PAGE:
Local coaches due respect

Some are already sniping at Frank Farina's appointment as Sydney FC coach but the former Socceroos boss deserves plenty of credit and respect.

What do Graham Arnold, Ange Postecoglou, John Kosmina and Frank Farina have in common?

They were all punching bags for the "snobberati" when they held various national team positions during a difficult era for the game before and during the set-up phase of the Hyundai A-League.

It's funny how things have panned out.

Kosmina, Arnold and Postecoglou are currently in charge of teams occupying the top three places in the competition, and now Farina has re-joined them in the Hyundai A-League after Sydney FC took the distinctly un-PC decision to resurrect his coaching career. Maybe, just maybe, they were never as bad as they were made out to be.

Perspective, sadly, is an all-too rare commodity when it comes to the debate about the merits, or otherwise, of local coaches. It's why the game needs to process through a phase of positive discrimination.

But in the process it's important to remember where we've come from in order to understand where we need to go. In that context, the appointment of Farina represents another important signpost.

Sydney FC have had the guts to stare down their own fans and make a decision they think is the best. Now that's progress.

During 27 years of the old NSL, homegrown coaches were an oddity. Club officials routinely appointed foreigners on the assumption they knew better.

This presumption percolated through a coaching program that advanced the claims of foreign-born coaches almost by default.

Back in 1999, Farina became a circuit-breaker when he was given charge of the Socceroos, with Arnold as his assistant. It was a huge detour from tradition. Australia's only other homegrown coach had been Joe Marston, and he lasted just one game.

Farina's appointment was met with howls of disapproval, and it rarely let up.

The emerging internet gave keyboard warriors the forum to vent their spleen and people who should have known better from the coaching and playing ranks were quick to join the chorus.

Postecoglou was caught in the crossfire when he was appointed national youth team coach, as was Kosmina when he was later made Arnold's assistant for the 2007 Asian Cup.

The debate inevitably fermented into an argument. You were either in the local camp, or the foreign camp. No in-between.

Farina's failure to qualify for the 2002 World Cup after a gut-wrenching defeat in Montevideo was seized upon by the detractors.

The circumstances around the play-off against Uruguay - the short gap between fixtures, the fact that the second leg was on the road and the Socceroos had to scramble on a commercial flight to get to Montevideo in time, only to be spat on and abused on their arrival - were hardly given any consideration.

When a year later Farina failed to win the Oceania Nations Cup in New Zealand, he copped an even bigger kicking.

Never mind the game's governing body was broke - forcing Farina to pick a squad of economy-class players from the NSL bar Scott Chipperfield, who paid his own airfare from Zurich to Auckland. The die had been cast.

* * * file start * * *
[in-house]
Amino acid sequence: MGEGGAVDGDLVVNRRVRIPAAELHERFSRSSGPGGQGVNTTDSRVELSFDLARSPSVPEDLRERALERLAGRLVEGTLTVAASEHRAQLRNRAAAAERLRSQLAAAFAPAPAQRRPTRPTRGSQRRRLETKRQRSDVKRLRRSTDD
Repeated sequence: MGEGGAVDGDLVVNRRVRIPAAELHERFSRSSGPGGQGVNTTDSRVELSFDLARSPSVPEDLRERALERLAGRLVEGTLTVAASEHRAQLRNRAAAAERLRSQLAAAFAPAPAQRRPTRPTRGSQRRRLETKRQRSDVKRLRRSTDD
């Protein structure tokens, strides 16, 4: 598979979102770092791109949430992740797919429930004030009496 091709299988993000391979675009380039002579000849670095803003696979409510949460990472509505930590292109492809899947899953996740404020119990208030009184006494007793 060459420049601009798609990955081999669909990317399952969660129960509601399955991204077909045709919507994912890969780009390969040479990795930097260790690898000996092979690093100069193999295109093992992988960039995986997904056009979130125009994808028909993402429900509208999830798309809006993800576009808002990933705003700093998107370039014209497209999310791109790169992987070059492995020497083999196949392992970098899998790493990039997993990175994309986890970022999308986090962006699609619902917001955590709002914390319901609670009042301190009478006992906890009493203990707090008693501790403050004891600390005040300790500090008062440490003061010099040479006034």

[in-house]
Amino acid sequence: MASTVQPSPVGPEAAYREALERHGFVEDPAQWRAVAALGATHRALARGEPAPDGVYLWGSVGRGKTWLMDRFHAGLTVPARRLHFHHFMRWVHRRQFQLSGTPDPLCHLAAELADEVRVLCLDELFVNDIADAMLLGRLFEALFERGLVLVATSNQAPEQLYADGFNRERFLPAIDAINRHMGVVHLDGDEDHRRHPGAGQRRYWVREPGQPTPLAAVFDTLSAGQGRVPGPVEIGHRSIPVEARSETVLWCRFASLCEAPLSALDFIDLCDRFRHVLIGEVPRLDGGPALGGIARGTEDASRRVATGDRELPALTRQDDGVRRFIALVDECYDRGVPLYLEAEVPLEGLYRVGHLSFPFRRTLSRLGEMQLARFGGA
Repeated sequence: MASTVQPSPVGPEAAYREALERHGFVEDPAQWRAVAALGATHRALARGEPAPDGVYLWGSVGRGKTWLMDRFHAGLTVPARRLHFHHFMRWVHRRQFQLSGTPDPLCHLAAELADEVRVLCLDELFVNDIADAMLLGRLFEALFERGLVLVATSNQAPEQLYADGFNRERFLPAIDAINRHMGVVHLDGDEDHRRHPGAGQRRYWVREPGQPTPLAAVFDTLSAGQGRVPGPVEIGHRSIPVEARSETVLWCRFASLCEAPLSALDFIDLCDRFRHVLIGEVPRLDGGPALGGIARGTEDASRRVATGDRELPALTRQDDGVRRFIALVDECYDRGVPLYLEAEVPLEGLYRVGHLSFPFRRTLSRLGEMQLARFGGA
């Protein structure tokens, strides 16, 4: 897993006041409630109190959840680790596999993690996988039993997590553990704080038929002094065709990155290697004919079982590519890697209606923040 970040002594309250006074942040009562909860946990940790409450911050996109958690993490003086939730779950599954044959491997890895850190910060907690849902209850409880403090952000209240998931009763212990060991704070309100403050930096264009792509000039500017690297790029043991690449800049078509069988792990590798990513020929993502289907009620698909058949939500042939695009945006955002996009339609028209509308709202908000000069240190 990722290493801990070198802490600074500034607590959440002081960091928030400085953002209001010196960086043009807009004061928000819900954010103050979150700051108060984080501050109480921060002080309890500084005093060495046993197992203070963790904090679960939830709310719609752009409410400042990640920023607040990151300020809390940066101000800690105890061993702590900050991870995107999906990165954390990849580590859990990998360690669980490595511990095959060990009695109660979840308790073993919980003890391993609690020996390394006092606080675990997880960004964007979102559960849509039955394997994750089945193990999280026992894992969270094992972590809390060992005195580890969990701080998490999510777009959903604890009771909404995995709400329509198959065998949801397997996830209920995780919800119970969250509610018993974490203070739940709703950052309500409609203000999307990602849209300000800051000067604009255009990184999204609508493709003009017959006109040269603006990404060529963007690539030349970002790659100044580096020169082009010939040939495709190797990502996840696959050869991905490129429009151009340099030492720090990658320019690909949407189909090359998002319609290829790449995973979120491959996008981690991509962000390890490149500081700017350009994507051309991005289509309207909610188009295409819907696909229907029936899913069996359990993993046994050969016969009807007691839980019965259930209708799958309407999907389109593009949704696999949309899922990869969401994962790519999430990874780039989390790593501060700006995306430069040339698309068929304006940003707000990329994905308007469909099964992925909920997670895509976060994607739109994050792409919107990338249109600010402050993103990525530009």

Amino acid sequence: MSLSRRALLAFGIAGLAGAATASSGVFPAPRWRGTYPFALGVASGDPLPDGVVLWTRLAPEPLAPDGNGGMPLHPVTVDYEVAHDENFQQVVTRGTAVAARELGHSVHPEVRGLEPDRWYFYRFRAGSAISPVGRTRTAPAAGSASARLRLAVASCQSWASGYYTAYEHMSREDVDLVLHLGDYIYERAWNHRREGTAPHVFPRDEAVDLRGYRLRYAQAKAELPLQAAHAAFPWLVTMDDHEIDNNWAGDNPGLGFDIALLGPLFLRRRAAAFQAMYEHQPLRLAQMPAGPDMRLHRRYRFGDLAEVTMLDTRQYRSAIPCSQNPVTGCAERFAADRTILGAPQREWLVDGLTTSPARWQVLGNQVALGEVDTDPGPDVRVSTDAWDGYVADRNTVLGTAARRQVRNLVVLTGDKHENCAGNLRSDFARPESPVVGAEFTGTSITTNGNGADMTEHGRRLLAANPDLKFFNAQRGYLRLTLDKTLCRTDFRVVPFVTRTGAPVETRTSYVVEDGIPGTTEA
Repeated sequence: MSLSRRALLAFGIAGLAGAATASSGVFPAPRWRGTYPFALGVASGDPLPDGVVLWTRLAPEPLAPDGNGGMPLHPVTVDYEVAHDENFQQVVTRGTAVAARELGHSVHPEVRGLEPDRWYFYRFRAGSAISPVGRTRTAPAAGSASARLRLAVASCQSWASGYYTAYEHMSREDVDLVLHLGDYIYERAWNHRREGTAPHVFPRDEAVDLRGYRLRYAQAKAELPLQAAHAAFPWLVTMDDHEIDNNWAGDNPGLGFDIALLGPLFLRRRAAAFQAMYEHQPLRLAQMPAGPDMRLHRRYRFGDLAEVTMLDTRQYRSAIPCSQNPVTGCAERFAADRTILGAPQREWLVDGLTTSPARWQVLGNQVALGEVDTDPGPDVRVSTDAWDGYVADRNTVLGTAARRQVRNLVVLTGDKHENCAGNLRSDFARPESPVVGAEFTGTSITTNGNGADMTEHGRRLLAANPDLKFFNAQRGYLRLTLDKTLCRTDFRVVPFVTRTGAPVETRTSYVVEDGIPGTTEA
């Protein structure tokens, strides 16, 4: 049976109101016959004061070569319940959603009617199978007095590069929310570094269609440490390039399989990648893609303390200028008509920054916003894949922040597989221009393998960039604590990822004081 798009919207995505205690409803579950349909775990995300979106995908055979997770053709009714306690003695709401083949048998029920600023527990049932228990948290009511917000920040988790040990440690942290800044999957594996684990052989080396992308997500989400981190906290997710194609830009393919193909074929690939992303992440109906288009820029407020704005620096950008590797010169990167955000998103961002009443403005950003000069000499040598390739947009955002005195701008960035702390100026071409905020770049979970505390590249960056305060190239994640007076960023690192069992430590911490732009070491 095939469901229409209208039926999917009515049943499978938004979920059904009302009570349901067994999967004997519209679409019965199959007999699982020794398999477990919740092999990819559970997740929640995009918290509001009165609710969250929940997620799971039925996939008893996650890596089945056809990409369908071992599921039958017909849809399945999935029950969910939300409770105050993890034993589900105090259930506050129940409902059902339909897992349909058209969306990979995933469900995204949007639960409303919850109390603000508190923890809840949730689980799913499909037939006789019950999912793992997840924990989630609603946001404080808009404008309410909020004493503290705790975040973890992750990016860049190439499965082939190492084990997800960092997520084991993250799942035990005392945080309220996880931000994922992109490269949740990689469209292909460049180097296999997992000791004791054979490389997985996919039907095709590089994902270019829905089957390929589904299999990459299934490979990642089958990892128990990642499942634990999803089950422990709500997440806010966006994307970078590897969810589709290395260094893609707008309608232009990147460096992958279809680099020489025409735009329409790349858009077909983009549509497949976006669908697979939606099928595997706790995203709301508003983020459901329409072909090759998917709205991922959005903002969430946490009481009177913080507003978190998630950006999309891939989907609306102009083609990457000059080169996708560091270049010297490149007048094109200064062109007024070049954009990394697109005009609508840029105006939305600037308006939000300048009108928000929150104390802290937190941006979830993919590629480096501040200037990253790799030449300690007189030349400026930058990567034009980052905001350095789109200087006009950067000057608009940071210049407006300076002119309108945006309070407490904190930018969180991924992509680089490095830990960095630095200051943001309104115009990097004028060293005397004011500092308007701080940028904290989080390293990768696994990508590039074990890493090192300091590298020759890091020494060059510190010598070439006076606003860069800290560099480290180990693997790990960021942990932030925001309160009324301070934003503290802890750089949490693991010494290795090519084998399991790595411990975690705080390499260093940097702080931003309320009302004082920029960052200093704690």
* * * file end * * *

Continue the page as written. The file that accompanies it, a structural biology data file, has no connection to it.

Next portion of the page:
Truth is, Farina achieved some amazing results in the circumstances. I'll never forget being in South Korea for the 2001 Confederations Cup and watching the Socceroos beat France and Brazil within the space of a week - at a time when they were ranked one and two in the world. There was also a first-ever win against England on their own soil.

Nonetheless, without the structure behind them, Farina, Arnold, Kosmina and Postecoglou were always destined to be the fall guys.

So in came the foreigners again - chartered flights, five-star hotels, monster salaries, huge support staffs and the rest - and due credit to Guus Hiddink and Pim Verbeek for getting us to the last two World Cups. But you can't compare apples and oranges, and maybe it's time we stopped.

Has the professionalism of football in Australia changed, and developed, for the better since 1999? Of course it has. Has the standard of coaching improved in the slipstream? Absolutely. But have the likes of Farina, Arnold, Postecoglou and Kosmina contributed to that evolution? You bet.

The court of opinion, thankfully, seems to be edging towards a more balanced view. But the sniping surrounding Farina's appointment is a reminder there is still a long way to go.

The fact is, the two most influential coaches in the Hyundai A-League's eight-year history have been the much-maligned Postecoglou and Arnold.

Kosmina, who's won one minor premiership and is in pole position to claim another, isn't far behind them. Those that are slowly coming around the view that local coaches might have some ability usually draw a line in the sand. They've got to be under 40 to be any good. Wrong.

You'd hope rookie coaches like Tony Popovic and John Aloisi appreciate that without the beating the likes of Farina, Arnold, Postecoglou and Kosmina have taken on their behalf, they'd still be at the back of the queue.

If there's a common denominator between the four battle-scarred veterans it's their toughness. They've needed it. And Farina will need it again. On that score alone, I wish "Cranky Franky" all the very best.

The views expressed in this article are purely those of the author and do not reflect those of FFA or the Hyundai A-League.